The production of Toy Story 2 is enough to give any aspiring filmmaker the cold sweats. 

Initially conceived as a quickie direct-to-video follow-up in the style of TheReturn of Jafar, the sequel to the groundbreaking, Oscar-winning Toy Story was rushed into production by embattled chairman Joe Roth. The sequel's story was cobbled together from a number of unused story ideas for the first film, from the idea of Woody being a sought-after collectible doll to a ravenous toy collector. After a rough version was brought in by Toy Story animator Ash Brannon, the movie was both looking better than anyone at Disney or Pixar expected, but also not completely up to par.

Disney was heartened enough to move the project to a theatrical exhibition, but Pixar didn't feel like the story or animation was up to snuff. John Lasseter, veteran Pixar employee and director of the original film, stepped in. With less than a year before the movie was due, Lasseter held a meeting at his house with many of Pixar's chief creative minds -- including Andrew Stanton, Pete Docter, and legendary story artist Joe Ranft (who tragically died before the release of Cars) -- and drastically overhauled the project. He fired the original producer, brought in Lee Unkrich as co-director, and worked with the team to bring the movie in on time. In The Pixar Story, a terrific Leslie Iwerks documentary currently on Disney+, it's revealed that the entire movie had to be redone in nine months. (Pixar employees were frazzled.) And this is before you factor in the story of how 90 percent of the film was accidentally deleted by a processing error and only restored thanks to supervising technical director Galyn Susman, who was on maternity leave and had one of Pixar's giant computers at home --complete with a back-up of the entire movie.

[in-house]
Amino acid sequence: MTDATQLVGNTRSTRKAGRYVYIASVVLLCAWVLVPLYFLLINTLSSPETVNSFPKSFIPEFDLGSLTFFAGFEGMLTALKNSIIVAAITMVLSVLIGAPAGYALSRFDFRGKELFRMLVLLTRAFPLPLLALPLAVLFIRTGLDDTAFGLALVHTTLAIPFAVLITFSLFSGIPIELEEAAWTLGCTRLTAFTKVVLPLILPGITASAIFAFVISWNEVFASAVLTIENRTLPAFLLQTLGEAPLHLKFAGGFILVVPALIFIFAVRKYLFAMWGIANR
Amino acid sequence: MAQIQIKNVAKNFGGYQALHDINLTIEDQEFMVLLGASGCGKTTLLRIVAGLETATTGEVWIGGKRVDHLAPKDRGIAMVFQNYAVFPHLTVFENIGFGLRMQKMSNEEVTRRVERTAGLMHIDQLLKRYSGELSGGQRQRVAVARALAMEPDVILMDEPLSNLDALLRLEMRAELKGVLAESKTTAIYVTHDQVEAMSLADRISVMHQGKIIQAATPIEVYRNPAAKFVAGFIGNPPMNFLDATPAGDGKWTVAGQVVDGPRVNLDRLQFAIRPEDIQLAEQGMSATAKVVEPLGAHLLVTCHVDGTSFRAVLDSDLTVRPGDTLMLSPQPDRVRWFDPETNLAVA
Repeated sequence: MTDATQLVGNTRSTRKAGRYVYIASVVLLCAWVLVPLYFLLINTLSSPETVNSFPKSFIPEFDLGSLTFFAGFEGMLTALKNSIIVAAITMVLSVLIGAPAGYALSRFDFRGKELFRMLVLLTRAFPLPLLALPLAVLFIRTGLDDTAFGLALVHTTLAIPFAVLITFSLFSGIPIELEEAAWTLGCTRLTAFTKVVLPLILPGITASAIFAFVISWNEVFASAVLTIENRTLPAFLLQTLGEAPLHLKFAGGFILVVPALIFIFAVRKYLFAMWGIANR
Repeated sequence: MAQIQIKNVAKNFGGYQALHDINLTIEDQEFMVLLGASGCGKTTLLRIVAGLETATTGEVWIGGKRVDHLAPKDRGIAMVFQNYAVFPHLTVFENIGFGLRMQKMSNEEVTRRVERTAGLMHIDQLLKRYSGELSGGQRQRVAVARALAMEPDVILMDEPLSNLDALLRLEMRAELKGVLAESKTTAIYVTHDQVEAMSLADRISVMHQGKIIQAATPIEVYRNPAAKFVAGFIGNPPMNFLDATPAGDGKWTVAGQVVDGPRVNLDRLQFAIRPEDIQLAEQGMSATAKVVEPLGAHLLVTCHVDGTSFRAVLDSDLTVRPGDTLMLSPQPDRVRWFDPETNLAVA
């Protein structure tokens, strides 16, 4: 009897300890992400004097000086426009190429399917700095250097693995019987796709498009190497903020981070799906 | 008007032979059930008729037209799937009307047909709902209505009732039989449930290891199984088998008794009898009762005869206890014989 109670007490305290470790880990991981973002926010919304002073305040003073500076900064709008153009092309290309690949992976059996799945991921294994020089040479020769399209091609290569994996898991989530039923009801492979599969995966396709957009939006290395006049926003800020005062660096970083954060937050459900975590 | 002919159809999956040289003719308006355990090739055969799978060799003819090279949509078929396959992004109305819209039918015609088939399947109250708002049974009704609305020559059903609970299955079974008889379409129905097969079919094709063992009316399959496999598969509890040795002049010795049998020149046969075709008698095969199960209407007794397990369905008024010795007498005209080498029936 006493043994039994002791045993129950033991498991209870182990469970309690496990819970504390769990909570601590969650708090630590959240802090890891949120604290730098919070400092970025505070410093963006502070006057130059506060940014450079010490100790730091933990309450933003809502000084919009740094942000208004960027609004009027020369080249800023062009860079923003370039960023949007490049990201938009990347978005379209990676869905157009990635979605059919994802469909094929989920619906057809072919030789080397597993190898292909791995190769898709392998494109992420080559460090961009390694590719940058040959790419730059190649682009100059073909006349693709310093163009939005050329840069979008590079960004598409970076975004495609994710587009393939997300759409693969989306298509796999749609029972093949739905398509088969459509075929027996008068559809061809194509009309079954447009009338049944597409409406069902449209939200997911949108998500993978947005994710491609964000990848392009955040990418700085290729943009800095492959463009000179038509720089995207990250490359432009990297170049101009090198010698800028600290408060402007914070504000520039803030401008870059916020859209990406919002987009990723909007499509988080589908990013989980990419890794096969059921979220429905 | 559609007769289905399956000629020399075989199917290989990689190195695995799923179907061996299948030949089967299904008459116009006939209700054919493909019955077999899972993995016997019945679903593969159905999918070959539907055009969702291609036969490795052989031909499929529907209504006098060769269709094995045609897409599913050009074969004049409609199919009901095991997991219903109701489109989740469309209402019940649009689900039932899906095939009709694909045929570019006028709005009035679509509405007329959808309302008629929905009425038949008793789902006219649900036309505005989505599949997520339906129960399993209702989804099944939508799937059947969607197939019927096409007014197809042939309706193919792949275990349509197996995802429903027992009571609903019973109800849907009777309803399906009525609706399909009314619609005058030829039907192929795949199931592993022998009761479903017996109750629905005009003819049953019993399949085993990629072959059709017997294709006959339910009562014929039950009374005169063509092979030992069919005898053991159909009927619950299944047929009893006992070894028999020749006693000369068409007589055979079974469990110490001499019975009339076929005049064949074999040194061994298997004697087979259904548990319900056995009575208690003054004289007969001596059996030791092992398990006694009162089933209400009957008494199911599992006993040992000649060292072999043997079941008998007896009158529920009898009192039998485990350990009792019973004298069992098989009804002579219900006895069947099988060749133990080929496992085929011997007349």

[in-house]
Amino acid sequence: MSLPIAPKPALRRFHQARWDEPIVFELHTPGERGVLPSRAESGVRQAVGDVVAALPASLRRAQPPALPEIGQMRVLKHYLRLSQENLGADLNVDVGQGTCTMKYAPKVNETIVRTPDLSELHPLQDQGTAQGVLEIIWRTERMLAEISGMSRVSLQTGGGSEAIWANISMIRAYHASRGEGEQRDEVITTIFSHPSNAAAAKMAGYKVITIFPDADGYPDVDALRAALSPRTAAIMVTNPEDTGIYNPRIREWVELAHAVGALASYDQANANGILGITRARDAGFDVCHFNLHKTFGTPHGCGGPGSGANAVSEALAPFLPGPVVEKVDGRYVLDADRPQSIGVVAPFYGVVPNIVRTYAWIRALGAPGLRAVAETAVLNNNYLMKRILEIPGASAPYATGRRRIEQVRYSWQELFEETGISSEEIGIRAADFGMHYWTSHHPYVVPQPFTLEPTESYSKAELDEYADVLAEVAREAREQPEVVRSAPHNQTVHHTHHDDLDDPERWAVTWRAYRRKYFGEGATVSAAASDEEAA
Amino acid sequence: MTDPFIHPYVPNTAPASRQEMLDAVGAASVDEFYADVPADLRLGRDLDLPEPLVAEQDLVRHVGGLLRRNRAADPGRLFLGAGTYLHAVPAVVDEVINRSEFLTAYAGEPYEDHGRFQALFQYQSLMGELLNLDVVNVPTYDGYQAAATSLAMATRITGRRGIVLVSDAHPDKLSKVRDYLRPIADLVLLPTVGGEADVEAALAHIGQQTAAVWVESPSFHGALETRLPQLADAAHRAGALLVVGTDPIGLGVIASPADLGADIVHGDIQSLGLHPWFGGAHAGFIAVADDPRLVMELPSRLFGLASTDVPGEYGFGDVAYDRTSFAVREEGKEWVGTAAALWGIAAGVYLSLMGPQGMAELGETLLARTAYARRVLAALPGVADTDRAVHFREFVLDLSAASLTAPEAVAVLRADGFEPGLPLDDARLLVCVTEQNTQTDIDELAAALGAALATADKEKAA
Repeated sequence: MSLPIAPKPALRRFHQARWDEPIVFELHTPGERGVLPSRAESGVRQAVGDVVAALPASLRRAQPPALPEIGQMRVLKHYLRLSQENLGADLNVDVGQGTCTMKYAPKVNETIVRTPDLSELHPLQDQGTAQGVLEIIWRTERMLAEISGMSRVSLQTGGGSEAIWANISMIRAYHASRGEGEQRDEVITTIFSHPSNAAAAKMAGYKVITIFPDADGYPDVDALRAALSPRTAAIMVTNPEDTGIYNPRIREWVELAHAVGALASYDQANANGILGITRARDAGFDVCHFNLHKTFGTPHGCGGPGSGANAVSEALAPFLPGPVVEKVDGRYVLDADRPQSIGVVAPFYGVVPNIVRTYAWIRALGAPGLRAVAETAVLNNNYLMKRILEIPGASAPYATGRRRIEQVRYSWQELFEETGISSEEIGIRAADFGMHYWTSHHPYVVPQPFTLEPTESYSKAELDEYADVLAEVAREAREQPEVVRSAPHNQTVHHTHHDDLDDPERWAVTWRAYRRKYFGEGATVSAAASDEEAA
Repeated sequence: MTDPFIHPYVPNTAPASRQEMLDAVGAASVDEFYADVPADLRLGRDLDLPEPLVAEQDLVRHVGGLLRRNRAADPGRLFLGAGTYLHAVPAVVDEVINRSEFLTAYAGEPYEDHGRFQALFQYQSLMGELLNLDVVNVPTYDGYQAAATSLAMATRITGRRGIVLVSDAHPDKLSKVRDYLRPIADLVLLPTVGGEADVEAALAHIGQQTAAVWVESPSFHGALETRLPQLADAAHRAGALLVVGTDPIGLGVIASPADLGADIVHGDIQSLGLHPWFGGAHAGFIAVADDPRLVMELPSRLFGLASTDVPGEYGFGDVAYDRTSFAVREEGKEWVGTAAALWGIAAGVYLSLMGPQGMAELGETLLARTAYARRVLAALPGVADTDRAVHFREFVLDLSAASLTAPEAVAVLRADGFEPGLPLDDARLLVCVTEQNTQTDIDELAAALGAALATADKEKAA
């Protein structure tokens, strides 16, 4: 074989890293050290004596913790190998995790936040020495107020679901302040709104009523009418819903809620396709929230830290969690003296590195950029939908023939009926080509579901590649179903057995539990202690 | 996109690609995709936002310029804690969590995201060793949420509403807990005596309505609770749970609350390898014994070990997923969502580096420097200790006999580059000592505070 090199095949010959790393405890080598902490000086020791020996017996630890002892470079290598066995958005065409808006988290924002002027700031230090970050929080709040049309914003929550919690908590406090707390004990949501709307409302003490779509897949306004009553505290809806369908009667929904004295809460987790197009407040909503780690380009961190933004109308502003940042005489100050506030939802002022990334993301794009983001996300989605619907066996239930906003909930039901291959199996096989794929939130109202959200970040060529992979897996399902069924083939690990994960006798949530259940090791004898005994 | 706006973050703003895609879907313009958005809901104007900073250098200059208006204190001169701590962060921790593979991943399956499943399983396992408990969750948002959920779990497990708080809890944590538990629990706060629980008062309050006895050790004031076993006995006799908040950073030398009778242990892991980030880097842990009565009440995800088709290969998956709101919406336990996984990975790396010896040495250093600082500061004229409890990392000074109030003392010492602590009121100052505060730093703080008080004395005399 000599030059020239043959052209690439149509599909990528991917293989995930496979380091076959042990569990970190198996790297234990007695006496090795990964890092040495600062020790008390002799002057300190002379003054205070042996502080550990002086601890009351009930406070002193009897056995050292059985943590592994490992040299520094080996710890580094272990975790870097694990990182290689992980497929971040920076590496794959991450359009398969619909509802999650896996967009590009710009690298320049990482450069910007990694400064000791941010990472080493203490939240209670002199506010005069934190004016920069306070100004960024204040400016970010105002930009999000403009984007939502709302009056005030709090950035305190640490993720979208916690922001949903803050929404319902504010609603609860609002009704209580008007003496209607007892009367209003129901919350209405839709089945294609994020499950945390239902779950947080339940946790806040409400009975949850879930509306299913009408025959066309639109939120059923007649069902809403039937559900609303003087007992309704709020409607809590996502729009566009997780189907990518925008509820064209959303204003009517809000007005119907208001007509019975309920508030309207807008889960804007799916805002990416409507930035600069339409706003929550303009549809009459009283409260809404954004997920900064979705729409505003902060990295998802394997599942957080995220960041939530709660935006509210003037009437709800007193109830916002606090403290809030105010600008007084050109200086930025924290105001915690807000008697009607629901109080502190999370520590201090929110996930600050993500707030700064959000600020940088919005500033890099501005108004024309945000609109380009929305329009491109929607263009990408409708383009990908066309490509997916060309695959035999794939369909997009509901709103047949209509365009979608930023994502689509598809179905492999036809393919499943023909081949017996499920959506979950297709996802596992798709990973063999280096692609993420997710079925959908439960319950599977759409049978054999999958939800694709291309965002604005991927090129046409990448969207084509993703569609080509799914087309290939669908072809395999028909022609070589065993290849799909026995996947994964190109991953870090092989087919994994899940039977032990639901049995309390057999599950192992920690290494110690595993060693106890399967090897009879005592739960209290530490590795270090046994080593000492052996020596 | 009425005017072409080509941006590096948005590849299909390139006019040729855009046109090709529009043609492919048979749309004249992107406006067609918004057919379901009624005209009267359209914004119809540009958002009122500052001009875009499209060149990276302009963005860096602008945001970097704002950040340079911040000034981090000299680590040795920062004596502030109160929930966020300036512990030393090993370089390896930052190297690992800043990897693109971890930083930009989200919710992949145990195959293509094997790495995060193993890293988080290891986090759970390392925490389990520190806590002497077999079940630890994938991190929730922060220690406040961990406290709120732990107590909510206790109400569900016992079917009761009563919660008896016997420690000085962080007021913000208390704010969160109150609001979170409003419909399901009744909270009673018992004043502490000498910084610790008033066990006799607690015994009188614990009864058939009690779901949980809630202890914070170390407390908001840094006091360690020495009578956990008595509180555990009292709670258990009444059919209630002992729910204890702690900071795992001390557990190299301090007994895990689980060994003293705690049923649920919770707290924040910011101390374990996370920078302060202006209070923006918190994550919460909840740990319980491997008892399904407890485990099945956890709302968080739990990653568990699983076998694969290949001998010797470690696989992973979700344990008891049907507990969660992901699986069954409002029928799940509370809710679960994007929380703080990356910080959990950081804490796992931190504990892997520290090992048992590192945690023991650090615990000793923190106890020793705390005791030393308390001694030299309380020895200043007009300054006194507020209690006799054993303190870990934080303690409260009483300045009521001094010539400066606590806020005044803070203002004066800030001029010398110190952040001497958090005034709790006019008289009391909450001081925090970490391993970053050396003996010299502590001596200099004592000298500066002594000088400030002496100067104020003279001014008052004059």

And yet, Toy Story 2 arrived on time (released wide on November 24, 1999) and garnered even stronger reviews than the original film. Talk about a miraculous turnaround. 20 years later, there are still lessons to be learned from the super sequel and takeaways that can be gathered, mostly when it relates to aspects of emotional storytelling in movies -- how to use it effectively -- and the way it conveyed a grounded, relatable message instead of getting lost in the bloat that consume most follow-ups.

To be fair, Toy Story 2 is a much bigger movie than its predecessor. The original film took place mostly in a series of rooms, with the show-stopping moving van chase saved for the very end of the film. Toy Story 2 has a number of pivotal locations and, more than that, travel between those locations. That element is something that seems downright incomprehensible, given that there was only one film in between the two Toy Story installments (1998's A Bug's Life, which made great strides in crowd simulations and texture mapping). The opening sequence of Toy Story 2, which imagines Buzz Lightyear as the star of his own videogame, is downright dazzling and a reminder of just how far the technology and storytelling had progressed from the original film. (Fun bonus fact: This sequence was originally meant for the first film and was intended to showcase Buzz as the star of his own Saturday morning cartoon series. A year after Toy Story 2 was released, Buzz actually got his own animated Saturday morning cartoon series with Buzz Lightyear: Star Command.)